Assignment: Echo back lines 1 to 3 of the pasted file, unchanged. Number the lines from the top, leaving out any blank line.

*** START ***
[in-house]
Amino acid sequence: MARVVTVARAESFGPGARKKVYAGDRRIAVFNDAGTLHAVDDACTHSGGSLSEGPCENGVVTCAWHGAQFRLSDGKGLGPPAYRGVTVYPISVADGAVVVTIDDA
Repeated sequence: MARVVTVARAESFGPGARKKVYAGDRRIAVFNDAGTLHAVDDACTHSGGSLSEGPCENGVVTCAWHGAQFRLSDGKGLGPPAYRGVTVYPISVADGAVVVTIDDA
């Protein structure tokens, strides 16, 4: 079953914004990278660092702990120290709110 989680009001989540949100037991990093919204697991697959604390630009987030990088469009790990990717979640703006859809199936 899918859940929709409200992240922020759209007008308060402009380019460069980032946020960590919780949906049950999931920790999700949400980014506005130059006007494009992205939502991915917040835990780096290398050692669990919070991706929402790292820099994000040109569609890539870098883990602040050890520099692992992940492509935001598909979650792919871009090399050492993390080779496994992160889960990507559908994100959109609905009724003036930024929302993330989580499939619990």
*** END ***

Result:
[in-house]
Amino acid sequence: MARVVTVARAESFGPGARKKVYAGDRRIAVFNDAGTLHAVDDACTHSGGSLSEGPCENGVVTCAWHGAQFRLSDGKGLGPPAYRGVTVYPISVADGAVVVTIDDA
Repeated sequence: MARVVTVARAESFGPGARKKVYAGDRRIAVFNDAGTLHAVDDACTHSGGSLSEGPCENGVVTCAWHGAQFRLSDGKGLGPPAYRGVTVYPISVADGAVVVTIDDA